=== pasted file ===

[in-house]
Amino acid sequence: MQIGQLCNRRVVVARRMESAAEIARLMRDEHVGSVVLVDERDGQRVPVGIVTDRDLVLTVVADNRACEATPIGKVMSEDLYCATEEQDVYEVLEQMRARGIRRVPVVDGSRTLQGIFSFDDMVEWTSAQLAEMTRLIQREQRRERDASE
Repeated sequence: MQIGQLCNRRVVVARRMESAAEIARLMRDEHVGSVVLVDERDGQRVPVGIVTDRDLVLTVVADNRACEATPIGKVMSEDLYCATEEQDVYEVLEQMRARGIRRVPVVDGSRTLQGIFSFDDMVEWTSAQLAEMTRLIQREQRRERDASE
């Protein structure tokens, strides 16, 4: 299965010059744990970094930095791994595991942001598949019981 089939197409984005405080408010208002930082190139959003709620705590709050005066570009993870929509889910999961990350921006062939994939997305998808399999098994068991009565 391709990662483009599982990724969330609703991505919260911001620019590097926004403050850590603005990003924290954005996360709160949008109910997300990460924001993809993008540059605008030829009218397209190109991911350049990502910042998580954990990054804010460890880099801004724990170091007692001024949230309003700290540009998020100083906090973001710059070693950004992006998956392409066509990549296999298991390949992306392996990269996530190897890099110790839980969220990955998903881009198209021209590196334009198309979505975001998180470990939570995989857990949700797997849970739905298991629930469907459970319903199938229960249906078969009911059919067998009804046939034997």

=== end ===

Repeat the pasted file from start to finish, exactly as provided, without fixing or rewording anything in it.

[in-house]
Amino acid sequence: MQIGQLCNRRVVVARRMESAAEIARLMRDEHVGSVVLVDERDGQRVPVGIVTDRDLVLTVVADNRACEATPIGKVMSEDLYCATEEQDVYEVLEQMRARGIRRVPVVDGSRTLQGIFSFDDMVEWTSAQLAEMTRLIQREQRRERDASE
Repeated sequence: MQIGQLCNRRVVVARRMESAAEIARLMRDEHVGSVVLVDERDGQRVPVGIVTDRDLVLTVVADNRACEATPIGKVMSEDLYCATEEQDVYEVLEQMRARGIRRVPVVDGSRTLQGIFSFDDMVEWTSAQLAEMTRLIQREQRRERDASE
């Protein structure tokens, strides 16, 4: 299965010059744990970094930095791994595991942001598949019981 089939197409984005405080408010208002930082190139959003709620705590709050005066570009993870929509889910999961990350921006062939994939997305998808399999098994068991009565 391709990662483009599982990724969330609703991505919260911001620019590097926004403050850590603005990003924290954005996360709160949008109910997300990460924001993809993008540059605008030829009218397209190109991911350049990502910042998580954990990054804010460890880099801004724990170091007692001024949230309003700290540009998020100083906090973001710059070693950004992006998956392409066509990549296999298991390949992306392996990269996530190897890099110790839980969220990955998903881009198209021209590196334009198309979505975001998180470990939570995989857990949700797997849970739905298991629930469907459970319903199938229960249906078969009911059919067998009804046939034997």